Diabetes is a very common disease that can happen to anyone at any point in their life. The number of people who have been diagnosed with diabetes is still increasing in number to this day. It has been an epidemic over many different regions of the world.
Diabetes is the sickness that happens when the blood glucose, also called blood sugar, is very high. Blood glucose is the primary source your body uses for energy and we get it from the foods we consume. Insulin is the hormone created by the pancreas, that helps the glucose from the foods you eat get to the cells to be utilized for energy. Sometimes the human body does not get enough insulin or does not take insulin easily. So, then the glucose stays in the blood and does not get to the cells. If you are diagnosed with type 1 diabetes the body does not get insulin.
Type 1 diabetes is commonly diagnosed within kids and young adults, although it can appear at any stage of life. “Early diagnosis of diabetes and prediabetes is essential using recommended hemoglobin A1c criteria for different types except for gestational diabetes” (Kharroubi, Darwish). Diabetes is better if caught at an earlier stage, this is because you can treat it before it gets too bad. Depending on your history, genetics, health factors and ethnicity. There is not one common cause for diabetes that relys on the person’s age and body type that fits everyone’s lifestyle. Type 1 diabetes is mainly caused by the body damaging the cells that make insulin in the pancreas. This leaves the body not being able to function normally because it does not have enough insulin.
Type 2 diabetes is caused by a bad diet, obesity, and mainly family history. There are many different symptoms of diabetes and they can all be different depending on the person. All the symptoms include frequent urination, extreme thirst, increased appetite, unexplained weight loss and fatigue. The FDRF states, “the signs of diabetes can begin to show early, sometimes it takes a person a while to recognize the symptoms. This often makes it seem like signs and symptoms of diabetes appear suddenly” (FDRF). This is why it is always important to pay attention to your body and realize what it is trying to tell you, because the earlier you can find our you have diabetes the better.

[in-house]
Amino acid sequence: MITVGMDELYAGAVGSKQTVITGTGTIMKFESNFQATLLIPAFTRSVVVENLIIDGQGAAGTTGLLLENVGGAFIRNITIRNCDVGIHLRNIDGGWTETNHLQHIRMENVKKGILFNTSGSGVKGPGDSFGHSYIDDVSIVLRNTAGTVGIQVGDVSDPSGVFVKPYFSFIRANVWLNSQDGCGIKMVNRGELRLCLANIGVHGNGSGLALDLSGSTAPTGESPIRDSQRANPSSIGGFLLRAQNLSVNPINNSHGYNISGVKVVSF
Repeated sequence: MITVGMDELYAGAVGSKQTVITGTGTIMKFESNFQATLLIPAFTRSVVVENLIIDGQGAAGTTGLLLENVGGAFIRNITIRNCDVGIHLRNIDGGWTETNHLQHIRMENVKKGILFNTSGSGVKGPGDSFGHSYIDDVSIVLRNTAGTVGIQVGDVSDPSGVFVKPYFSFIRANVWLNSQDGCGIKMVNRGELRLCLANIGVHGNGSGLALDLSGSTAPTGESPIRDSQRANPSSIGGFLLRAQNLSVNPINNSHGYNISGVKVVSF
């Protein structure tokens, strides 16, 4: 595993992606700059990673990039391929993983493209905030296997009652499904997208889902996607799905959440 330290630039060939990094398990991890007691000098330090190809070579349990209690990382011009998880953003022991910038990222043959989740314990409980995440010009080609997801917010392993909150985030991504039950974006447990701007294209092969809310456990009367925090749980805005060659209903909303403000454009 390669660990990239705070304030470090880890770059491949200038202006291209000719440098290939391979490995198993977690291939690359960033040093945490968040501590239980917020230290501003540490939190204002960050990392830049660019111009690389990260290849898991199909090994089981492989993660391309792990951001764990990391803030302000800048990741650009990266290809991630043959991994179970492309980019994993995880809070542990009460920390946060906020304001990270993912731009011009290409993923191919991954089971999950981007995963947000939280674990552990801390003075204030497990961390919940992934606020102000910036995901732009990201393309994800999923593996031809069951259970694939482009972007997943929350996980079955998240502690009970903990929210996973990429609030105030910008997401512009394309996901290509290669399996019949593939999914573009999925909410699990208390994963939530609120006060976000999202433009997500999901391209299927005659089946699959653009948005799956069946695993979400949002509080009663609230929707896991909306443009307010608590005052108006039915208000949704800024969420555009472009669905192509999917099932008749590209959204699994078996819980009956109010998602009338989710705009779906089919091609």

While a woman is pregnant, they can develop gestational diabetes. This is when their blood sugar degrees are higher, they develop different symptoms of diabetes. If gestational diabetes goes untreated it can cause problems the baby and the mother. Some women have to take insulin when their diet and exercise do not help. The BDRC says, “Blood sugar levels usually return to normal after the baby is born. But women with gestational diabetes should be monitored Gestational Diabetes because they are more likely to develop type 2 diabetes 5-10 years after delivery” (BDRC). The birth defect research for children states “Pregnancy hormones block insulin from controlling blood sugar. As the pregnancy continues, the blood sugar over-nourishes the baby resulting in excess growth and other problems” (BDRC). When a woman is pregnant their liver has to work overtime to manage their blood or insulin levels in both the mother and the baby’s liver. Even the healthiest of women can get gestational diabetes.
Obesity or Adiposity is a major contributor to the rise of cases in both children and adults who suffer from Diabetes, with studies showing that about 26 percent of adults and 20 percent of children who have it, have a higher than average BMI. People can have a higher than average BMI and still have normal insulin secretion. With time, however, their bodies can change with less physical activity, thus gaining more weight and can develop and immunity – per se, to the insulin their body is producing. For example: If a person gains weight while also decreasing their amount of physical activity, they may develop hypoglycemia, a precursor for Diabetes. While BMI does directly relate to Diabetes, weight distribution is also a factor. People who tend to gain more weight in the abdominal region are more prone to diabetes and other risk factors. There are ways to avoid obesity, which lessens the risk of diabetes such as; controlling portion size, not consuming as many carbs or sugary beverages, and eating smaller meals, more frequently throughout the day.
How can your lifestyle be important in the prevention of obesity in relation to Diabetes? Bodyweight is directly related to your energy intake. Energy intake is based on three components – physical activity, resting energy, and thermogenesis. Thermogenesis is how the body digests and prosses food. These are all connected and vary day today. Having a good balance of the three can result in not becoming obese and thus there is a lower risk of a person contracting Diabetes. Basically, if you eat a healthy diet and exercise it will decrease the risk of obesity, which lessens the risk of Diabetes.
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